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Inscriptions and Identity

Hope, Valerie (2014). Inscriptions and Identity. In: Millet, Martin; Revell, Louise and Moore, Alison eds. The Oxford Handbook of Roman Britain. Oxford: Oxford University Press.

DOI (Digital Object Identifier) Link: https://doi.org/10.1093/oxfordhb/9780199697731.013.018
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Abstract

The inscriptions of Roman Britain are few in number; in terms of its epigraphy Britain could be seen as the poor relation of the Roman Empire. Nevertheless the surviving inscriptions are a varied and exciting resource. This chapter explores how inscriptions were used in the province—where they were found, who set them up, and what roles the inscriptions performed. It considers how inscriptions communicated and the importance of evaluating wider monumental, locational, and chronological contexts. It also addresses why Britons did not take up the ‘epigraphic habit’ in great numbers, highlighting that this makes those inscriptions that were produced all the more interesting in what they reveal about communication, communities, and identities.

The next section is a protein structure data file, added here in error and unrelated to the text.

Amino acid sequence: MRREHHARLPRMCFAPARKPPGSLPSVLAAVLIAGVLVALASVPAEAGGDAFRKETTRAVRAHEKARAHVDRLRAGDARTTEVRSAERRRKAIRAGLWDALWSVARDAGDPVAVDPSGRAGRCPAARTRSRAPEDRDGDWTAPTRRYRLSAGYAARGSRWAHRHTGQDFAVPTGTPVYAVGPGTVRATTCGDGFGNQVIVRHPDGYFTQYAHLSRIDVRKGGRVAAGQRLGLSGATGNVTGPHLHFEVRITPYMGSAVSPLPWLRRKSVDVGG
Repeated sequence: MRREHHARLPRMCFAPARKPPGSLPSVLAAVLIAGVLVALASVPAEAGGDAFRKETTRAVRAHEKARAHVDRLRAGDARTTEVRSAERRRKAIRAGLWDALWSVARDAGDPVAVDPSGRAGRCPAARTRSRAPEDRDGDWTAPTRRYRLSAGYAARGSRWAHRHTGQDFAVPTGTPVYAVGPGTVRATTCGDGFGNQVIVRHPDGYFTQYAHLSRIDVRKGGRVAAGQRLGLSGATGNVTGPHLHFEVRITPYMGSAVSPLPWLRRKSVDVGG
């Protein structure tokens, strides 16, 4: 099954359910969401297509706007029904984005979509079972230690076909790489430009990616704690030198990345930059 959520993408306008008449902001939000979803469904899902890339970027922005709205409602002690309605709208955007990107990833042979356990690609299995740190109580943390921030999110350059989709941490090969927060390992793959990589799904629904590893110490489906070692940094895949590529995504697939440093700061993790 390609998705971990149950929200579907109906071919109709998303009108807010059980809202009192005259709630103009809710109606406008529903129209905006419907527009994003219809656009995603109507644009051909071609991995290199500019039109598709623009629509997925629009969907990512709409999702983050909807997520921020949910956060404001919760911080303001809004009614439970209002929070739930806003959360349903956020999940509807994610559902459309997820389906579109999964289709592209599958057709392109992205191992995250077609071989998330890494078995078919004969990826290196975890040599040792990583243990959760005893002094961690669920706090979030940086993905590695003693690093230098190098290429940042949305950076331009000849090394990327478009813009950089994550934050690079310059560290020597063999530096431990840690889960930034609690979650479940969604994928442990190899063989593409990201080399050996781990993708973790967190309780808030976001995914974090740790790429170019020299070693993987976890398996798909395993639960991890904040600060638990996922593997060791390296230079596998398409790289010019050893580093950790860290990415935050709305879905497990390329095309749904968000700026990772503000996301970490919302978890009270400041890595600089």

Item Type: Book Section
ISBN: 0-19-969773-6, 978-0-19-969773-1
Keywords: Roman Britain; inscriptions; epigraphy; epitaphs; monuments; communication; identity; army
Academic Unit/School: Faculty of Arts and Social Sciences (FASS) > Arts and Cultures > Classical Studies
Faculty of Arts and Social Sciences (FASS) > Arts and Cultures
Faculty of Arts and Social Sciences (FASS)
Item ID: 58805
Depositing User: Valerie Hope
Date Deposited: 25 Jan 2019 16:57
Last Modified: 29 Mar 2019 11:08
URI: http://oro.open.ac.uk/id/eprint/58805
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